The Ultimate International Travel Checklist For Your First Time Abroad

International travel rates dropped 75% in 2020, due to the COVID19 pandemic. Now that we’re getting back to (our new) normal, we’re quickly building back up to pre-pandemic rates. 

If you’re a first-time international flyer, congratulations on your upcoming trip! We’re excited for you to experience the kind of wanderlust we’ve built this blog around. 

Since we’ve flown the world a few times, we wanted to put together some international travel tips to help you plan your first trip. Read more below!

Check Your Passport Before You Book

When traveling internationally, the number one issue people run into is an expired or otherwise faulty passport. While it’s an easy fix, the government takes a while to process applications and requests. You want to start the application or update process as soon as you book your trip, or even before! 

If you’ve never applied for a passport before, here’s a short summary of the steps you need to take.

  1. Download the US passport form from Travel.State.Gov. 
  2. Get official passport pictures 
  3. Bring documents to prove your identity and nationality
  4. Go to a passport processing site (you can find them online)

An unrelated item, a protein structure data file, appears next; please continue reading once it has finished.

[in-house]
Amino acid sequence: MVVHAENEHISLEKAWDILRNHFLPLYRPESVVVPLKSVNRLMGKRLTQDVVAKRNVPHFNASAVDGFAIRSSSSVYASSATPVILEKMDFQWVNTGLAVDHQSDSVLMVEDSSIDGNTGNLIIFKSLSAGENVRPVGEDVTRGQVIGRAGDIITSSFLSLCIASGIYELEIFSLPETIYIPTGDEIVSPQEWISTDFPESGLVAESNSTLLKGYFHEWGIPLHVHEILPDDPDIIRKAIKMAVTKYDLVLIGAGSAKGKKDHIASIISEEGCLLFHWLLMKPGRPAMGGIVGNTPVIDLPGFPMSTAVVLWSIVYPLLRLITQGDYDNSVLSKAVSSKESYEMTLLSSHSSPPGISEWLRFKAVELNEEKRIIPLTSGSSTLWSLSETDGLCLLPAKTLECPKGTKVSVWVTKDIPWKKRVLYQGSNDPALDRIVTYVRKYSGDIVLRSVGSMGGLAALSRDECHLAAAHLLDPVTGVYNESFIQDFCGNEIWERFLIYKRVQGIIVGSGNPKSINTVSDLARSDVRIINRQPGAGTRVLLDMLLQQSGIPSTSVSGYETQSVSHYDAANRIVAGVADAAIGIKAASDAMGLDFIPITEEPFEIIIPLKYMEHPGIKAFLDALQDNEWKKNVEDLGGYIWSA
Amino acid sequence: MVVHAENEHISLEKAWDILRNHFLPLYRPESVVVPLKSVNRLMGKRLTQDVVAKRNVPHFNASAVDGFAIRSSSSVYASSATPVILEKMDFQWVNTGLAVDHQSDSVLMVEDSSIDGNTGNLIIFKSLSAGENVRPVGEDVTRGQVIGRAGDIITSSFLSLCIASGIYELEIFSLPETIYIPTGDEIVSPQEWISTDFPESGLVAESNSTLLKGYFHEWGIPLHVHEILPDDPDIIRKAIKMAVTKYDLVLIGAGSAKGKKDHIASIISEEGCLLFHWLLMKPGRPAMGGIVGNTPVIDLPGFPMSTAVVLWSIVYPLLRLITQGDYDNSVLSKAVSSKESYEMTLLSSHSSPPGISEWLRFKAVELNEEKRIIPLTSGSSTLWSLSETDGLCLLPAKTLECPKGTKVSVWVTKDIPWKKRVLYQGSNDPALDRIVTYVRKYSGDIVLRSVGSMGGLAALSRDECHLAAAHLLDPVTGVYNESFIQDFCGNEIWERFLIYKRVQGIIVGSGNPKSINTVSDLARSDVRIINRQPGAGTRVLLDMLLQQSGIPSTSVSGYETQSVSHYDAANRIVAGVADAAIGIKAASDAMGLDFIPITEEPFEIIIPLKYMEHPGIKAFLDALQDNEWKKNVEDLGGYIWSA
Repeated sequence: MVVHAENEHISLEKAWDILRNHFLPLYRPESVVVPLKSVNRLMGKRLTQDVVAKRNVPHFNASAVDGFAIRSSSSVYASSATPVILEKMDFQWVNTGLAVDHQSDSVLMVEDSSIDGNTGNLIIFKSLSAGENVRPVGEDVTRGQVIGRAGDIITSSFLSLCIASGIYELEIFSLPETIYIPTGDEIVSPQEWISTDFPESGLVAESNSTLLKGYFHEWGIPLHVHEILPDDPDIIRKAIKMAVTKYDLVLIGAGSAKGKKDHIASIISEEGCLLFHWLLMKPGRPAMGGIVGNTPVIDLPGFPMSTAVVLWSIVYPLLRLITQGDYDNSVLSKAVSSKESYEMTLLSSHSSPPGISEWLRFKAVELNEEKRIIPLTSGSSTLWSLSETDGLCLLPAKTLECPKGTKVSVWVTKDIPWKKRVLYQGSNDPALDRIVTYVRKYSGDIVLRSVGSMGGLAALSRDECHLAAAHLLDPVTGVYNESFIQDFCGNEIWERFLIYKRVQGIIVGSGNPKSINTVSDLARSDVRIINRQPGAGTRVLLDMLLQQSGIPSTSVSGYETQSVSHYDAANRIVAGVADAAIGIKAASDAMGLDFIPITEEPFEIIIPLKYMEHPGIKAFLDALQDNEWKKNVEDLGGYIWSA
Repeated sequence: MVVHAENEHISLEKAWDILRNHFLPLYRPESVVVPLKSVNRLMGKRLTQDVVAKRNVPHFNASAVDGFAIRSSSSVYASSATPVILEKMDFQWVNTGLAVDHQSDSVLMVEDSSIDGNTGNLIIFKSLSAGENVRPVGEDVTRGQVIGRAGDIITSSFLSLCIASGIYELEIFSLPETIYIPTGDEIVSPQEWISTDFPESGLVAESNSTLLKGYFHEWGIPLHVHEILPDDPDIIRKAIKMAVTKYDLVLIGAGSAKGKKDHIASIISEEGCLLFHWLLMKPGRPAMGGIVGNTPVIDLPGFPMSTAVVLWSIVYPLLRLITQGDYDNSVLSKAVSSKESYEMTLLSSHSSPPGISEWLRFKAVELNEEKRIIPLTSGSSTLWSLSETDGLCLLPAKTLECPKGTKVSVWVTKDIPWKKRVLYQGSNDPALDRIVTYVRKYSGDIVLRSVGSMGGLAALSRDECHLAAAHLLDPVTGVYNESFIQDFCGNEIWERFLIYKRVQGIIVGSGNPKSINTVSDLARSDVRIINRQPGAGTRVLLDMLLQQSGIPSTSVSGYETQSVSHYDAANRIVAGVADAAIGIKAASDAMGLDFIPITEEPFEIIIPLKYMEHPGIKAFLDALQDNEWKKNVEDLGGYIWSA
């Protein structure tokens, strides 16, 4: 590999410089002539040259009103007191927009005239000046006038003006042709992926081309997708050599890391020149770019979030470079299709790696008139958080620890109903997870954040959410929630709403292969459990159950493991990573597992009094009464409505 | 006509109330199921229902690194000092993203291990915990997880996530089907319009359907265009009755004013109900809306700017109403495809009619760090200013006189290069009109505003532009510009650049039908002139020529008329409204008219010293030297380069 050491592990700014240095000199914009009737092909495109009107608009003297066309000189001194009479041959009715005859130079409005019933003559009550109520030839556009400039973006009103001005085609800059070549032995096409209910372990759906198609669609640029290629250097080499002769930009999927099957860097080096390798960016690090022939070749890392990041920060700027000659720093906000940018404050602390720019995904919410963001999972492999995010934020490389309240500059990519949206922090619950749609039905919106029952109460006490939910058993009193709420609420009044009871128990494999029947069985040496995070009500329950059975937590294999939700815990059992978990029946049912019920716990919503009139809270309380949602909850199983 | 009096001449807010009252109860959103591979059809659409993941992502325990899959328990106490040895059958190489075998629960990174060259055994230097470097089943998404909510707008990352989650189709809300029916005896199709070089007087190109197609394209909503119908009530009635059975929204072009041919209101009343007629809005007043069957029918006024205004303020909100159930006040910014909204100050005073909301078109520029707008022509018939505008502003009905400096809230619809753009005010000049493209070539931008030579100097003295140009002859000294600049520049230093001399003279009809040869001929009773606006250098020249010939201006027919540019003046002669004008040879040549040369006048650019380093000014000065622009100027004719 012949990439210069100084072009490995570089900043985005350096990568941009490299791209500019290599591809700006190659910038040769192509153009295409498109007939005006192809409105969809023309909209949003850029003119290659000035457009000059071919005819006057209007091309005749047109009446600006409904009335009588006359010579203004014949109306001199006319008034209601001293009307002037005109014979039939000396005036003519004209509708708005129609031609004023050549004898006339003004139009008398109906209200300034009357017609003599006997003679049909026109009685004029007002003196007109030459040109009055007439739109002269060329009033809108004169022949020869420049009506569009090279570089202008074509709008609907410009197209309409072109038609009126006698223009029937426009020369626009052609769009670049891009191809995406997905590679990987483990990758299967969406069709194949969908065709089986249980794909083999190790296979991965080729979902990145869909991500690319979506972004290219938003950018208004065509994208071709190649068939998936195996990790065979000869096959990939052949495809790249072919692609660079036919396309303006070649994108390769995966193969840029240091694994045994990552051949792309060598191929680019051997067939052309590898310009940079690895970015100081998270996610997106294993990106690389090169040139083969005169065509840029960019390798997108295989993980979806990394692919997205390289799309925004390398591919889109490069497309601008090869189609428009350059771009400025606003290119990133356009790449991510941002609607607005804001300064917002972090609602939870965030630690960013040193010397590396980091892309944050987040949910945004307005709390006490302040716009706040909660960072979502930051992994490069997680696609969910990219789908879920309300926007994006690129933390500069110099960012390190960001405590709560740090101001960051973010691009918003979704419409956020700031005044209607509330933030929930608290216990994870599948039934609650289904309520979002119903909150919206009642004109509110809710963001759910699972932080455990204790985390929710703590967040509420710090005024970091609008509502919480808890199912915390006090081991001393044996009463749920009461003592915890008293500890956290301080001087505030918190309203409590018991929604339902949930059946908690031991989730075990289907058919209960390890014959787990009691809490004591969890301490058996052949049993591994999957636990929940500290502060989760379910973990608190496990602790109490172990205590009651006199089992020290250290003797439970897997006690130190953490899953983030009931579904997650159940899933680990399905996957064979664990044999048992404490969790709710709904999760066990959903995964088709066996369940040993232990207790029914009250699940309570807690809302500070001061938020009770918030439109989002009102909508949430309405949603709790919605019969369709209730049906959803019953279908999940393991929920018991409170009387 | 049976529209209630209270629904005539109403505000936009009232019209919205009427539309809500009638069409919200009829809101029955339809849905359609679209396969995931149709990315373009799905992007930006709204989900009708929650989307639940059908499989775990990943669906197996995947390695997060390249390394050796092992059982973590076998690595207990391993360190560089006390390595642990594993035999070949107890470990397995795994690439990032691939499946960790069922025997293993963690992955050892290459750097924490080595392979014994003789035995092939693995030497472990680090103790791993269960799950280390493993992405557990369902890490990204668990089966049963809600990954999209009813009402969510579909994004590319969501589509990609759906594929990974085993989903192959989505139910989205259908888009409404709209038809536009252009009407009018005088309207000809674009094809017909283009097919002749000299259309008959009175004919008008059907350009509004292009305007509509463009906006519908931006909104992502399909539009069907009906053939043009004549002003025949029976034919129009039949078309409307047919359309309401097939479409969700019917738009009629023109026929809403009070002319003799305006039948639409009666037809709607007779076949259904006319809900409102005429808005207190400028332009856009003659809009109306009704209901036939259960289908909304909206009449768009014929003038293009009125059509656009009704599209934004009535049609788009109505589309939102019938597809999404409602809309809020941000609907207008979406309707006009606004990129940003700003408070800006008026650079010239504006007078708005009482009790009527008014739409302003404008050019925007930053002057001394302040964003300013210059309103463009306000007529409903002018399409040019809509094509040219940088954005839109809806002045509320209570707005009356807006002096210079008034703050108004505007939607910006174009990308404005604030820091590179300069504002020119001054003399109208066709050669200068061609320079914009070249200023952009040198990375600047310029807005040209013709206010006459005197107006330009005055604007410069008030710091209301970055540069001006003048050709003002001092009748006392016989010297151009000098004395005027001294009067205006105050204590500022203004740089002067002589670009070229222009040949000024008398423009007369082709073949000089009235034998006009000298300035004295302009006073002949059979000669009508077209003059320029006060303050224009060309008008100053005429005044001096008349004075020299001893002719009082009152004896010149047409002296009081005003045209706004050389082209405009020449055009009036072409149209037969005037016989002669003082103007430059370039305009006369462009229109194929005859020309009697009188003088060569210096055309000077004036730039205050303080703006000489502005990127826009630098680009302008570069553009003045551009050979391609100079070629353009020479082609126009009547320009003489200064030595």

5. Pay the fees and wait

Updating an expired passport is a similar process, though you’ll skip the first step above. Some passport facilities have photo stations while others don’t, so do your research in advance. 

As per the Department of State, anything needed sooner than eight weeks should go through an expedited process (which requires a separate form and has a higher fee. 

Your passport will come in the mail eight to twelve weeks after you’ve completed all the steps. 

Double Check About Visas 

On that same note, you’ll want to research traveler visas for your destination. The most commonly traveled places, like Europe and most Caribbean countries, don’t require a visa if you’re staying less than 60 or 90 days. 

If you need to apply for a visa, contact the embassy of the country you’re traveling to. These are usually in the closest big city to you, or could be a few states away. The visa application process requires an up-to-date passport, so you’ll need to complete the step above before applying for any visas. 

Look Into Travel Immunizations 

Before times, travel immunizations were only for the most remote destinations, like developing and under-developed countries. Now, with COVID-19, you need to do a little more research before flying to more popular destinations. 

Even post-pandemic, international travel still holds some vaccine restrictions. Make sure you have your COVID-19 vaccination card with you, and that it’s valid and in good condition. You should store it in a secure place (along with your passport) while you’re traveling.

If you need a replacement card, you can call the health department in the city you got vaccinated in. Even if you were vaccinated through a third party, all doses are on file with the health department, since the government distributed the vaccine. 

These requirements are constantly changing as we start to navigate out of the pandemic, so it’s better to be safe than sorry. Don’t automatically assume that someone will accept a photo or a photocopy of your vaccine card unless you have written and official proof.